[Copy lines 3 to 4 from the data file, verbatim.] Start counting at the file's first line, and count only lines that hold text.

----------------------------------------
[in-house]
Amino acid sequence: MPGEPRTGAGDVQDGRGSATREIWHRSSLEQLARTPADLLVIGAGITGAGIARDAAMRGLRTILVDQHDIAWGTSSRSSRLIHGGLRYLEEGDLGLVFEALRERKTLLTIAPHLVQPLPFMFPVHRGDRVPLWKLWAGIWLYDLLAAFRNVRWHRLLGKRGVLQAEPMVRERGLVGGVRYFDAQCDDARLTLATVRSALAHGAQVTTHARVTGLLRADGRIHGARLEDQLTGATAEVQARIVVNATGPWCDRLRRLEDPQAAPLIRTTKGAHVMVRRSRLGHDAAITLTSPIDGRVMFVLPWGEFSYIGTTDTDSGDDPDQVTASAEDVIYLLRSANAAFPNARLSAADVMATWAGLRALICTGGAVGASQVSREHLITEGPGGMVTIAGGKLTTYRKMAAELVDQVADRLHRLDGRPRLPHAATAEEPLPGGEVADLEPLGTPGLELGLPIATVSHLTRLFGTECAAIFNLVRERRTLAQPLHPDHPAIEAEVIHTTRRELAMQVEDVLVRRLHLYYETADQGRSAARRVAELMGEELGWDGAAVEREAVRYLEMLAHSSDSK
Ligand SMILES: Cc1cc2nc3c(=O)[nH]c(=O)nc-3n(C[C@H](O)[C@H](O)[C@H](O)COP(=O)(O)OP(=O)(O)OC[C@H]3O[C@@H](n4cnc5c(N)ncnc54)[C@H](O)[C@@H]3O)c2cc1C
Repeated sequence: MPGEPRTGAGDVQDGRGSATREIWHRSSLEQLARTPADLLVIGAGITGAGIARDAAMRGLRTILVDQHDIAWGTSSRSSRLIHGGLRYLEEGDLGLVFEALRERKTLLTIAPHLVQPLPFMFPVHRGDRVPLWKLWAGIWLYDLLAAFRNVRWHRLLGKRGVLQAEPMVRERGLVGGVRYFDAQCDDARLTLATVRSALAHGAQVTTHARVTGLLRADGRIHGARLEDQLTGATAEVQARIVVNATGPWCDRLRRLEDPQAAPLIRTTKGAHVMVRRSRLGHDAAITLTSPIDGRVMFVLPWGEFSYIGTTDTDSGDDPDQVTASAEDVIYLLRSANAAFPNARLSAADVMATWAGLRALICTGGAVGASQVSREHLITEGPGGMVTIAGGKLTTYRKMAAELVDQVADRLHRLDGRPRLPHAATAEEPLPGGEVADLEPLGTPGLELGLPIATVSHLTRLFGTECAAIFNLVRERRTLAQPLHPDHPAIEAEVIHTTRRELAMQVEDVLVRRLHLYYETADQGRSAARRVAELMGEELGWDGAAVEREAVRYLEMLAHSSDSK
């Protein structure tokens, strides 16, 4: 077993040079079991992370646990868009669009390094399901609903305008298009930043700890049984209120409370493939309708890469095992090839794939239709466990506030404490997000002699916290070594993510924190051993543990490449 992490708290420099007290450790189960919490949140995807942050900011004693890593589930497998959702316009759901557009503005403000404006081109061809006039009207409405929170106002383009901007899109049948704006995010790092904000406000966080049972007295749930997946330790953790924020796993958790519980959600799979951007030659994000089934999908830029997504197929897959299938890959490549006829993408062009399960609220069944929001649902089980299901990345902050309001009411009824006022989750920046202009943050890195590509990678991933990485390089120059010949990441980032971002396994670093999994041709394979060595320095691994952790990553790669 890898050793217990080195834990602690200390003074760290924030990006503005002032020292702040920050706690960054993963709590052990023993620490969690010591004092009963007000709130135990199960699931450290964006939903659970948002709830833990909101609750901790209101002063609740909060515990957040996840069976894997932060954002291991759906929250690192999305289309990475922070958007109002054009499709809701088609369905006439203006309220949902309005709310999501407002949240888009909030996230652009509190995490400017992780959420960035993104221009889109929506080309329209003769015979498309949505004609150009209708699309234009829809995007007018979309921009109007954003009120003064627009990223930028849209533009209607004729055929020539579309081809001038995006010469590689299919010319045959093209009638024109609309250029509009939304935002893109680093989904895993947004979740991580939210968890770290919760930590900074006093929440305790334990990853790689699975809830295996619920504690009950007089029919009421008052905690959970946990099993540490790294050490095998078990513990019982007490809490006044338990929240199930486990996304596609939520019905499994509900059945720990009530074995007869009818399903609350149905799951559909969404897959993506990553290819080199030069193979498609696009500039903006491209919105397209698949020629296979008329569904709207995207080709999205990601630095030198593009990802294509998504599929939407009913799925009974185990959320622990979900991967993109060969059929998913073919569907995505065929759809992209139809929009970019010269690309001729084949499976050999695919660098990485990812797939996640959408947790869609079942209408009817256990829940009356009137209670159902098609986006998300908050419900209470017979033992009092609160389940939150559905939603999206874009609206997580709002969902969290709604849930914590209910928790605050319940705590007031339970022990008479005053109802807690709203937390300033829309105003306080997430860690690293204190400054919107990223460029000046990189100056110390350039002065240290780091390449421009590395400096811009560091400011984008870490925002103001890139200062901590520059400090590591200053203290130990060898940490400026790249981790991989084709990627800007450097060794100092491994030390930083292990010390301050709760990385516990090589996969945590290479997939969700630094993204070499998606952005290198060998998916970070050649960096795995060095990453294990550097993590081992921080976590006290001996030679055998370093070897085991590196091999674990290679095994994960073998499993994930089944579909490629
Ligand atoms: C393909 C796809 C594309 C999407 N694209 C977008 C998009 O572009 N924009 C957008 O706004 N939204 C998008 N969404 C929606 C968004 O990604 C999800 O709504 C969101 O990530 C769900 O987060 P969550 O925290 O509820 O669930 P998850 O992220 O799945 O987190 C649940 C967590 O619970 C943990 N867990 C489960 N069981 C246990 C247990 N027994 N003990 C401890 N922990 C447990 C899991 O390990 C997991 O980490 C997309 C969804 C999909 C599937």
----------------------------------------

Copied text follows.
Ligand SMILES: Cc1cc2nc3c(=O)[nH]c(=O)nc-3n(C[C@H](O)[C@H](O)[C@H](O)COP(=O)(O)OP(=O)(O)OC[C@H]3O[C@@H](n4cnc5c(N)ncnc54)[C@H](O)[C@@H]3O)c2cc1C
Repeated sequence: MPGEPRTGAGDVQDGRGSATREIWHRSSLEQLARTPADLLVIGAGITGAGIARDAAMRGLRTILVDQHDIAWGTSSRSSRLIHGGLRYLEEGDLGLVFEALRERKTLLTIAPHLVQPLPFMFPVHRGDRVPLWKLWAGIWLYDLLAAFRNVRWHRLLGKRGVLQAEPMVRERGLVGGVRYFDAQCDDARLTLATVRSALAHGAQVTTHARVTGLLRADGRIHGARLEDQLTGATAEVQARIVVNATGPWCDRLRRLEDPQAAPLIRTTKGAHVMVRRSRLGHDAAITLTSPIDGRVMFVLPWGEFSYIGTTDTDSGDDPDQVTASAEDVIYLLRSANAAFPNARLSAADVMATWAGLRALICTGGAVGASQVSREHLITEGPGGMVTIAGGKLTTYRKMAAELVDQVADRLHRLDGRPRLPHAATAEEPLPGGEVADLEPLGTPGLELGLPIATVSHLTRLFGTECAAIFNLVRERRTLAQPLHPDHPAIEAEVIHTTRRELAMQVEDVLVRRLHLYYETADQGRSAARRVAELMGEELGWDGAAVEREAVRYLEMLAHSSDSK